The Power of Open Space

60 students and 10 staff members from four universities in Bosnia and Germany met in Sarajevo from October 13 – 22, 2017, for an intensive work period. Their goal was to envision alternative and feasible futures for Sarajevo’s University Campus.

This vast and yet very central territory was used for military purposes since the end of the 19th century. In 2006, it was returned to the city and designated as future campus area. However, since the implementation of the campus has not proceeded as initially planned, there is currently room for rethinking its spatial configuration. This was the core topic for eight interdisciplinary teams of architects and landscape architects.

What is the role of a university campus in the 21st century? And what is the role of Sarajevo’s landscape in this context? These are only two of many relevant questions that gave food for thought to the student teams. The challenge was to envision the future of Sarajevo’s university campus from two perspectives: First, what would be a desirable final shape for this campus? And second, what would be a feasible and effective first step for reactivating this largely underused and abandoned territory? Thinking in sequences, actors and processes was challenging for the participants. But the most demanding shift of perspectives happened with regard to the role of open space: Can we think about the shape and qualities of the open spaces first before we specify the built environment?

This reprioritization seems particularly relevant in a place like Sarajevo where large public parks are rare and the few existing green patches left by the modernist paradigm are fragmented, underused – or simply blocked by cars. All of this has a very negative impact on human well-being in cities, which has only recently been stressed again at the UN’s Habitat III conference. These threats to public health are further accelerated by the growing air pollution in the Sarajevo valley. Landscape architecture exists on the one hand to make the urban form more resilient to environmental threats. On the other, its purpose is to provide high quality open space for the benefit of local communities, especially for those who are most in need.

In that sense, the students developed ideas with the following elements: (1) better connectivity of the campus landscape with the major urban elements in its direct vicinity, (2) provision of high quality open spaces on the campus that would also serve the surrounding communities (3) enhancement of so-called ecosystem services by smart storm water management on site, provision of spaces for biodiversity and improvement of the urban climate by increasing unsealed surfaces and tree cover, (4) activation of additional open space potential both in the vicinity (such as the empty grasslands on the slope behind the main station) and on the campus area itself (for example by rooftop-gardens). The groups’ outcomes were different variants of the above mentioned themes, resulting in a greater or lesser extent of open space on the campus. The idea is to provide a basis of discussion for local stakeholders.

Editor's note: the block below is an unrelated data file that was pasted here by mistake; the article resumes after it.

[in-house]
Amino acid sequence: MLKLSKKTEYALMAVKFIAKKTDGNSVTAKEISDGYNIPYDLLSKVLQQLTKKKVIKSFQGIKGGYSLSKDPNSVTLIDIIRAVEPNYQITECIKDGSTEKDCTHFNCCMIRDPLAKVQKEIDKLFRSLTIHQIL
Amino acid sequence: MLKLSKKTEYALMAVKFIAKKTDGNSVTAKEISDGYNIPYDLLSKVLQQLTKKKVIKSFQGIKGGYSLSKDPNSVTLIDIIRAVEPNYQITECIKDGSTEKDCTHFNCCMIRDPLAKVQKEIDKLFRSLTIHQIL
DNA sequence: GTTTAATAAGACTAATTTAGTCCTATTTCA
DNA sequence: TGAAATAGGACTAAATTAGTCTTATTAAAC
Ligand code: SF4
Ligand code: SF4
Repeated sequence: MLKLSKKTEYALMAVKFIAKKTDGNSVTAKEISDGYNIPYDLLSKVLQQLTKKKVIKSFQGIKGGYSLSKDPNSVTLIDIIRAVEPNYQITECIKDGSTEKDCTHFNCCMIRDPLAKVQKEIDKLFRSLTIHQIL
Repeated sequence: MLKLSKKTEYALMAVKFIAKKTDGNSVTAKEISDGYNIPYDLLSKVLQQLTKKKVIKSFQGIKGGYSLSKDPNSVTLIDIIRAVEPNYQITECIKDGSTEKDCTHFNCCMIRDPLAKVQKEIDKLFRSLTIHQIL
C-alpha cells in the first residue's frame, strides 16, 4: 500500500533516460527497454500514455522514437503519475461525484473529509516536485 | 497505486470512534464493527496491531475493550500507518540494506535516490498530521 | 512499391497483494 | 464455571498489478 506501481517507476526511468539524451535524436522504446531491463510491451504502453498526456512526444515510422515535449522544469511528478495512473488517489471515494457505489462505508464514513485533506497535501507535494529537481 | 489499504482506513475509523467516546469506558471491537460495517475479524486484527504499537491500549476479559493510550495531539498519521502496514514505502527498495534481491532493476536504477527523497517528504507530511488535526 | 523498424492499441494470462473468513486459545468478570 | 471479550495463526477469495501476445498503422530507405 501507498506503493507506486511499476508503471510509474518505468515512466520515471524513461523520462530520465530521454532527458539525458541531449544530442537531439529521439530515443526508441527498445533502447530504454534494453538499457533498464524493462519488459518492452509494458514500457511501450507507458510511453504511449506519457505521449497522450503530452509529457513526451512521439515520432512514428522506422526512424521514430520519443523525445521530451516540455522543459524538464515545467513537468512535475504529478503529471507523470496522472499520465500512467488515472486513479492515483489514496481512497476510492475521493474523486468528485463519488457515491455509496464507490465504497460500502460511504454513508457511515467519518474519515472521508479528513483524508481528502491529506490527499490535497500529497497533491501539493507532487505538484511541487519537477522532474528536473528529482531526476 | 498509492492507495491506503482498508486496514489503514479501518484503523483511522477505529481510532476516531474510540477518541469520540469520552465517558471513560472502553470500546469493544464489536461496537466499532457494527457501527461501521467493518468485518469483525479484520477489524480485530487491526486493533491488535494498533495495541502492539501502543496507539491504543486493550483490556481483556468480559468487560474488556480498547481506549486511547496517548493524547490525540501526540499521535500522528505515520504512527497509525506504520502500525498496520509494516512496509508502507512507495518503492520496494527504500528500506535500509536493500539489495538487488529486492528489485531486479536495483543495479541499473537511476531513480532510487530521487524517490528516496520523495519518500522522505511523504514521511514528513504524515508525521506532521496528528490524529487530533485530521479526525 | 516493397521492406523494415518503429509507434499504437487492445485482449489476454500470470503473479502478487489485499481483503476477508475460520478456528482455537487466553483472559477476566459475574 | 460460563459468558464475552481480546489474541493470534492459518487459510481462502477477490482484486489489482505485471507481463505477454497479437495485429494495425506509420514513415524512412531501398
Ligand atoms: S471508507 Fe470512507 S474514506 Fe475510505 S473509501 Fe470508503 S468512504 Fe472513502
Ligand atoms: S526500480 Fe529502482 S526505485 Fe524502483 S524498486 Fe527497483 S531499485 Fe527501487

The results have been presented to an interested round of stakeholders on Saturday, October 21, at the Faculty for Agriculture and Food Sciences on the Campus Site and again on Sunday, October 22, at the Architecture Faculty within the framework of the international conference ‘The Importance of Place’. The students will continue working on their ideas until the end of the winter semester and present their final results on January 26, 2018, in Nürtingen, Germany. The ideas will be documented in a publication and disseminated to local stakeholders shortly after the final presentation.

This workshop builds on a cooperation of two Bosnian universities, the Faculty of Forestry of the University of Sarajevo and the Architecture School of the International Burch University, with two German universities that jointly offer an international master degree in landscape architecture, Nürtingen-Geislingen University and Weihenstephan-Triesdorf University. Further guest lectures were provided by UnSa’s Faculty of Architecture, the university’s management group for the campus, the Bosnian Association of Landscape Architects (AlaBiH) and the Urban Think Tank of ETH Zurich, which supports the ‘Reactivate Sarajevo’ process since 2014. The workshop was supported by ERASMUS+ Mobility Grants and a grant from the Student Union of Nürtingen-Geislingen University.


University of Sarajevo, Faculty of Forestry: MSc. Emira Hukić (e.hukic(at)

International Burch University: Ass. Prof. Dr. Sanela Klarić (sanela.klaric(at)

IMLA Programme: Dr.-Ing. Ellen Fetzer (ellen.fetzer(at)

ETH Urban Think Tank + Reactivate Sarajevo: MSc Haris Piplas (haris.piplas(at)

Brochure see related Files